Changing lives one butterfly at a time
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Changing lives one butterfly at a time

Serena Riley recalls going on her first diet at age 10. That diet would end up being the precursor to a 10-year battle with anorexia and bulimia. Now, The Butterfly Foundation is supporting people just like Riley with a purpose-built treatment facility, Wandi Nerida. And Riley is leading the charge.

Serena Riley will lead the nursing team at Wandi Nerida, Australia’s first residential recovery centre for eating disorders
Serena Riley will lead the nursing team at Wandi Nerida, Australia’s first residential recovery centre for eating disorders

They say nurses are like angels on earth. And it was a nurse in the emergency department who offered Serena Riley her first glimmer of hope when dealing with eating disorders.

With diet after diet under her wing, secretly fixating on body image, weight, shape and size helped Riley create an illusion of control. “Control was something I felt I had little of in other areas of my life,” she explained.

At the age of 19, she bravely confided in her mother about the eating disorder voice that had consumed her mind for close to a decade, and revealed her hidden struggle with bulimia.

For months on end Riley’s family desperately searched for help and when they couldn’t find any support, she attempted to take her own life. “When I realised … that I might indefinitely be stuck with this eating disorder, I gave up. Overcome with despair, I overdosed on medication.”

For Riley, the nurse in the emergency department became her lifeline, showing Riley that she had the strength to recover from such an insidious mental illness. “I was being brought in on a stretcher and she put her hand on my arm and said, ‘I’ve been where you are, and you can get better, it can get better.’

“I will never forget the glimmer of hope the nurse was able offer me.”

Paying it forward

Riley, now 29, is living proof eating disorder recovery is possible. The mother of three will lead the nursing team at Wandi Nerida, Australia’s first residential recovery centre for eating disorders, in her role as nurse unit manager.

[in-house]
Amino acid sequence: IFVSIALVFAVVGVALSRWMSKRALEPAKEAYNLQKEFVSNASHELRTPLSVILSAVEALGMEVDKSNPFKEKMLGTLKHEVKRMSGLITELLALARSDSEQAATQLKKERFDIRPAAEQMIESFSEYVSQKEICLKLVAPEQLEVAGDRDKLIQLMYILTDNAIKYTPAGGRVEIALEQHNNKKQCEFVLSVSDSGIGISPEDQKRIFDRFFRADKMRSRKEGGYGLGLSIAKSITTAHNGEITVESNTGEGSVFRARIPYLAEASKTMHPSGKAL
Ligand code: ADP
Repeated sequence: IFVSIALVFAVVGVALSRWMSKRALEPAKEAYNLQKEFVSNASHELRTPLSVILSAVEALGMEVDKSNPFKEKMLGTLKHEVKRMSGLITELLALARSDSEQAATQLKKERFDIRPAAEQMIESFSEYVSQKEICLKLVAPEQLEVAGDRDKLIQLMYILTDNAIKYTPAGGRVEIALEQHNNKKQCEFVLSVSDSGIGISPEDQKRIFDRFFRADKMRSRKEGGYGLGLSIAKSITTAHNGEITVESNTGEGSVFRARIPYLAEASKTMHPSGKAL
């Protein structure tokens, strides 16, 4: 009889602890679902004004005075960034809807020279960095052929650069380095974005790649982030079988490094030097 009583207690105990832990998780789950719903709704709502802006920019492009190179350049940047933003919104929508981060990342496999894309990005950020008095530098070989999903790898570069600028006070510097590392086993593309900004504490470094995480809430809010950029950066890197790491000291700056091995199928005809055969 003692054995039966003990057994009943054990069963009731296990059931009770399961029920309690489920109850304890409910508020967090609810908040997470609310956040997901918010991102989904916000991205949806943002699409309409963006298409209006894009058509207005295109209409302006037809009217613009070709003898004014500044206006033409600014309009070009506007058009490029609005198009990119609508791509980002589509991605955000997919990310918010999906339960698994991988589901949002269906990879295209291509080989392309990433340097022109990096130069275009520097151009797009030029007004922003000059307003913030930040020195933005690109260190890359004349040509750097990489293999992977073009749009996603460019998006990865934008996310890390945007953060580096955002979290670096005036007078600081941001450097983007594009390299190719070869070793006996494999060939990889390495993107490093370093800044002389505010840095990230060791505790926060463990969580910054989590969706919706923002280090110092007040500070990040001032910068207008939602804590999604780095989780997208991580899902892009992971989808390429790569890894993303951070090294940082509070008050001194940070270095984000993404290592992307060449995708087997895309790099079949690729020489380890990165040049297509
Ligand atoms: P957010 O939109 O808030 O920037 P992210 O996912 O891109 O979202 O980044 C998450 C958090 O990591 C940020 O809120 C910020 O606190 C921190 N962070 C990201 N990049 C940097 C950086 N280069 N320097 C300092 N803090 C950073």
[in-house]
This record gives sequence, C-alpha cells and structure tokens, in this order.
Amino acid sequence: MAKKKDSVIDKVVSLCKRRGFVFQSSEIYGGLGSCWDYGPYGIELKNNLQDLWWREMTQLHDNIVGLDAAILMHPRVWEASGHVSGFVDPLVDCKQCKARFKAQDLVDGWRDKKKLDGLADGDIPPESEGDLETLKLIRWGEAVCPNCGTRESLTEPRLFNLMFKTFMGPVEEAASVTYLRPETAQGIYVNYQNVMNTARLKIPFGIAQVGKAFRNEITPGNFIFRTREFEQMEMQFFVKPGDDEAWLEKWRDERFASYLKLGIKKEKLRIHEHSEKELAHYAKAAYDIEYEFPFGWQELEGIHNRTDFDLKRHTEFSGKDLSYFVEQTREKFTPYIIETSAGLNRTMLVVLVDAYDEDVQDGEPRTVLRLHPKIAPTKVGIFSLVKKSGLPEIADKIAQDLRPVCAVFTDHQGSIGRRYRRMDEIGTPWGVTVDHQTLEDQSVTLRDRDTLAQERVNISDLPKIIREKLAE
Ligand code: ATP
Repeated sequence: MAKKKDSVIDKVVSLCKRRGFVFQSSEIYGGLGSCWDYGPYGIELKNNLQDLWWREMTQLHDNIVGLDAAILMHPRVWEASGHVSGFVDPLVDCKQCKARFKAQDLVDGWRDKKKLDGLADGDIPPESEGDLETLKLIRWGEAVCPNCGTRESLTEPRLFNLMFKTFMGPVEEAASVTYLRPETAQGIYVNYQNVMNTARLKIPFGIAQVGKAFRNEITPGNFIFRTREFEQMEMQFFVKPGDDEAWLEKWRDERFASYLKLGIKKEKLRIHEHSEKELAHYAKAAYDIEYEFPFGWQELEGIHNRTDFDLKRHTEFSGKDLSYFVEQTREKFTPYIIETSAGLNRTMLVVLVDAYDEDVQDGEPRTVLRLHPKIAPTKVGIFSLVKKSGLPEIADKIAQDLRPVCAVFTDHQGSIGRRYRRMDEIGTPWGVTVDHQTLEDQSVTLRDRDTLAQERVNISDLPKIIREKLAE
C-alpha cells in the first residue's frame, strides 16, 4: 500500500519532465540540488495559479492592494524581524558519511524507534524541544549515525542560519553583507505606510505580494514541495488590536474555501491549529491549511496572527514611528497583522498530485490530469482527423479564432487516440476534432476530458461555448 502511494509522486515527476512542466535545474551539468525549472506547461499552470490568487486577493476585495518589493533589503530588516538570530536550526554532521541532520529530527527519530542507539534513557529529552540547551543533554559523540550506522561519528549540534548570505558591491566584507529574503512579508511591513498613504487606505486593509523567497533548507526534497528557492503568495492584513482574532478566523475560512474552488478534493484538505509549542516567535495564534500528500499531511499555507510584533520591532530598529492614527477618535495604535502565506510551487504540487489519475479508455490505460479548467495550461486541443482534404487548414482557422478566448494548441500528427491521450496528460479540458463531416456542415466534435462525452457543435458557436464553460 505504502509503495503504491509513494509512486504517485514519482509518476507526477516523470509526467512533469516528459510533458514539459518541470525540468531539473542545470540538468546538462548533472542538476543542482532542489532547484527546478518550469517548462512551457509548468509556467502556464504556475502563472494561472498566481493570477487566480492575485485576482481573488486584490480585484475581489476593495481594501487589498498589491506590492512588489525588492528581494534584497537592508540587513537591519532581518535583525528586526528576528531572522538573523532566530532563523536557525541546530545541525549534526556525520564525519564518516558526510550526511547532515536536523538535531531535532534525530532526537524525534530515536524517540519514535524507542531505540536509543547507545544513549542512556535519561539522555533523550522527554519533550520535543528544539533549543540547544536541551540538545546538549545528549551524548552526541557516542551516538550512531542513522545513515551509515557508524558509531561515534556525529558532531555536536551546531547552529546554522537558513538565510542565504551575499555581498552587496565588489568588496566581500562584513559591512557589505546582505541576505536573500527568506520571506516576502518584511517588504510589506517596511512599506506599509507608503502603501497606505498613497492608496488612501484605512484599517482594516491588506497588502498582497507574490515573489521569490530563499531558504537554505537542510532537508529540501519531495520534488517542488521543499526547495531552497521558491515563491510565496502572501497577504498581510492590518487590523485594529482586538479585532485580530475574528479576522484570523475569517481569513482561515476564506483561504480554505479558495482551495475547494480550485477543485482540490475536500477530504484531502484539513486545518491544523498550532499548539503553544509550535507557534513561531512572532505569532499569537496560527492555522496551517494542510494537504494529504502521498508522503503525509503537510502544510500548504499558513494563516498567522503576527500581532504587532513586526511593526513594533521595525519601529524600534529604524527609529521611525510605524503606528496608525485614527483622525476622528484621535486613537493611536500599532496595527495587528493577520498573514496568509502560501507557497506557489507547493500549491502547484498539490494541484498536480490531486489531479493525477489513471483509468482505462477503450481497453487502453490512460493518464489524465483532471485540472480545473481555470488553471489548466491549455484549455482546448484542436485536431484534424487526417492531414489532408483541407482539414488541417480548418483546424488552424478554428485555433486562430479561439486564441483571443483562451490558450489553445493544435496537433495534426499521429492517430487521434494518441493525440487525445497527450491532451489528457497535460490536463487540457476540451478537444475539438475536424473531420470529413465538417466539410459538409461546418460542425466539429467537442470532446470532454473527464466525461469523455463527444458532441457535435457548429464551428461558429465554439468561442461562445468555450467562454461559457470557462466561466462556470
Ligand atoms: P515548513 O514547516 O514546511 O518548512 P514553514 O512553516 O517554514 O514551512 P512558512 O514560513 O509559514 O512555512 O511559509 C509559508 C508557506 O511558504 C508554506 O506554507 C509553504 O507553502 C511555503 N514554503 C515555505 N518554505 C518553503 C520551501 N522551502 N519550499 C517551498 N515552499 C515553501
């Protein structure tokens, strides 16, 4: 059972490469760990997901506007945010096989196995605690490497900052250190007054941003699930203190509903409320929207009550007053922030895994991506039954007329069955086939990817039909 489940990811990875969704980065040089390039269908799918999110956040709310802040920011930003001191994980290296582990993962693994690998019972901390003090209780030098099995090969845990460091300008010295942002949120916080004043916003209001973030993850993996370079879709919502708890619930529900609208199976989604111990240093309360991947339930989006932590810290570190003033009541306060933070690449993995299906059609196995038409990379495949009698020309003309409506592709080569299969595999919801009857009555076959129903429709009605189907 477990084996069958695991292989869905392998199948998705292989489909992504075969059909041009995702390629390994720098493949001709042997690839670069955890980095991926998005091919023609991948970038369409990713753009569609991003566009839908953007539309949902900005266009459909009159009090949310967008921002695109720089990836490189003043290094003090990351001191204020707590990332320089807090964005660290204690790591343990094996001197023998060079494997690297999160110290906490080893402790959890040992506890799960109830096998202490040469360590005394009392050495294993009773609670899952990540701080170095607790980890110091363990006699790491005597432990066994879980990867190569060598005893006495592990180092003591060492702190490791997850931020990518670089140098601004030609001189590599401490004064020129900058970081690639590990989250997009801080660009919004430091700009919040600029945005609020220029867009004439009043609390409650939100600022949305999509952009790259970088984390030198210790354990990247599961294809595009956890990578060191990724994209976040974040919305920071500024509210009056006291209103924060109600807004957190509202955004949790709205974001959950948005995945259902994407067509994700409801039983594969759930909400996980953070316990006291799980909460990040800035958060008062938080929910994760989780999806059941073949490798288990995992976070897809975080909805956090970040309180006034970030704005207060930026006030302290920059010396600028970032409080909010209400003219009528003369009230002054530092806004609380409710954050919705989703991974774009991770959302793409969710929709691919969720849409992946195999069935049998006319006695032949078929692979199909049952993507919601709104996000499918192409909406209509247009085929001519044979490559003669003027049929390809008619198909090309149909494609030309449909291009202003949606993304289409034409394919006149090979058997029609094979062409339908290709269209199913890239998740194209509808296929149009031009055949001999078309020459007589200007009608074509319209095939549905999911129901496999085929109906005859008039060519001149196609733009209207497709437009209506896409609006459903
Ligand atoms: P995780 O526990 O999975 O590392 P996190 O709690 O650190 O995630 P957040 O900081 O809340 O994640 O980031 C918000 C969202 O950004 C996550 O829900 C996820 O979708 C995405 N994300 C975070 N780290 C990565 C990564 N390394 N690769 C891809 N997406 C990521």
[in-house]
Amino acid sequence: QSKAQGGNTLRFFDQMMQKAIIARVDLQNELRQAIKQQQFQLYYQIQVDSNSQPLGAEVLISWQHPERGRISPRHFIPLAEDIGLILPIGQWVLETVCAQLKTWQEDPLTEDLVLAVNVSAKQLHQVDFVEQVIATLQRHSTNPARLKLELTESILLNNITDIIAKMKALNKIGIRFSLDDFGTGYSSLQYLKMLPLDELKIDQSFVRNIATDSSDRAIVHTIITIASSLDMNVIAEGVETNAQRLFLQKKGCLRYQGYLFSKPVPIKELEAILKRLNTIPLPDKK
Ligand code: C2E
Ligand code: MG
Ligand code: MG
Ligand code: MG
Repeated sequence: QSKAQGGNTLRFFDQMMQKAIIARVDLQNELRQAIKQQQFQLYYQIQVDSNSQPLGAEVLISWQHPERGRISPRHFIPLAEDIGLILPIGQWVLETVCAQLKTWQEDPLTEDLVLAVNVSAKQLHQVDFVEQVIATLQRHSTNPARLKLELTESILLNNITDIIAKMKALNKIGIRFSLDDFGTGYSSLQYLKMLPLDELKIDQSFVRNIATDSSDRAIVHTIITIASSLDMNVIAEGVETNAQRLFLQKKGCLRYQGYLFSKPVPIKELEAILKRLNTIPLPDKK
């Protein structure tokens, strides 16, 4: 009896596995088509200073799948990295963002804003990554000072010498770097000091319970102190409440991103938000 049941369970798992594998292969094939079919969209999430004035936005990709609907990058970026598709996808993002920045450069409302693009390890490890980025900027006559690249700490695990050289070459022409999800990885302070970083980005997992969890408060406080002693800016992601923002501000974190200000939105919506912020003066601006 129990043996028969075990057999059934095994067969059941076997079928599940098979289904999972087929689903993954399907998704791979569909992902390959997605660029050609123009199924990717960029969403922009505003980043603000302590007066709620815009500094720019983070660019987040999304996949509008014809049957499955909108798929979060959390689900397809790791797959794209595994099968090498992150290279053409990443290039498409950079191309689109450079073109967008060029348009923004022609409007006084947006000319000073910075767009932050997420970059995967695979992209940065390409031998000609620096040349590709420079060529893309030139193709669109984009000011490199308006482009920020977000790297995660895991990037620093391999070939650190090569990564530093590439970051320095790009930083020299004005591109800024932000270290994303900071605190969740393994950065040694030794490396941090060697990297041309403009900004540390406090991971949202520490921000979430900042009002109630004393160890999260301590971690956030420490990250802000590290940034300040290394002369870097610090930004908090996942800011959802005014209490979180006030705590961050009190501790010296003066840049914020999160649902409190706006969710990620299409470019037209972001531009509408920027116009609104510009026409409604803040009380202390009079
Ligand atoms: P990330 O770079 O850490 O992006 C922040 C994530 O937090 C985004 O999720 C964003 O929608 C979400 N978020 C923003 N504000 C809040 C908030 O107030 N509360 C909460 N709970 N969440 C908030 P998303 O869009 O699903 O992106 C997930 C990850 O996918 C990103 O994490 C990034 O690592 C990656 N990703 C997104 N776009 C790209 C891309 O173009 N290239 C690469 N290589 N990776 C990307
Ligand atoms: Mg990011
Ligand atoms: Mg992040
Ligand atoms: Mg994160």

Australia’s first residential recovery centre for eating disorders, Wandi Nerida.

Thanks to a $6 million Commonwealth contribution and significant support from philanthropy, Wandi Nerida is a purpose-built treatment facility located on 25 acres of serene bushland on the Sunshine Coast in Queensland, 100 per cent owned and operated by the Butterfly Foundation. It will provide a much-needed bridge between hospital admission and outpatient care. With more than 600 expressions of interest to attend the facility, it is set to open its doors to its first participants next month.

The state-of-the-art, 13-bed residential treatment facility will operate under the Butterfly Foundation Residential Eating Disorders Treatment (B-FREEDT) Model of Care – an innovative approach that works in the Australian context while incorporating universally accepted best-practice clinical care.

Wandi Nerida executive director Jodie Ashworth says the opening of an international best-practice facility on Australian shores “will change lives and see Australia join the international leaders offering residential-based care recovery for eating disorders”.

“Isolation brought on by COVID-19 lockdown measures has seen a 57 per cent spike in demand for eating disorder support from the Butterfly Foundation Helpline in the past 12 months,” Ashworth says.

It is estimated that only 25 per cent of the one million Australians living with an eating disorder are getting treatment.

“At Wandi Nerida, patients will receive a phased treatment structure that addresses both symptoms and behaviour, as well as the underlying perpetuating psychological factors that cause the eating disorder,” Ashworth explains.

Blossoming together

Wandi Nerida is a name gifted by local Elders of the Kabi Kabi nation that means to ‘gather together to blossom’.

“The tranquil setting and home-like features of Wandi Nerida will enable participants to envision recovery in a safe, nurturing and healing environment, while receiving intensive, person-centred treatment. They will also have access to evidence-based complementary therapies such as permaculture (ecopsychology) and equine-assisted psychotherapy,” adds Ashworth.

The facility is staffed by a multidisciplinary team of experts, about one-third of whom have their own lived experience. “I’m determined to show participants at Wandi Nerida that you can recover from an eating disorder,” says Riley. “I’m living proof of that.”


To support a Butterfly Bursary, enabling those without the financial means to access this valuable care, please go to and select ‘Butterfly Bursaries’ on the drop-down menu.

For all donation-related enquiries contact

For information about how to apply to Wandi Nerida see

Anyone needing support with eating disorders or body image issues is encouraged to contact The Butterfly Foundation on 1800 ED HOPE (1800 33 4673) or For urgent support, contact Lifeline on 13 11 14

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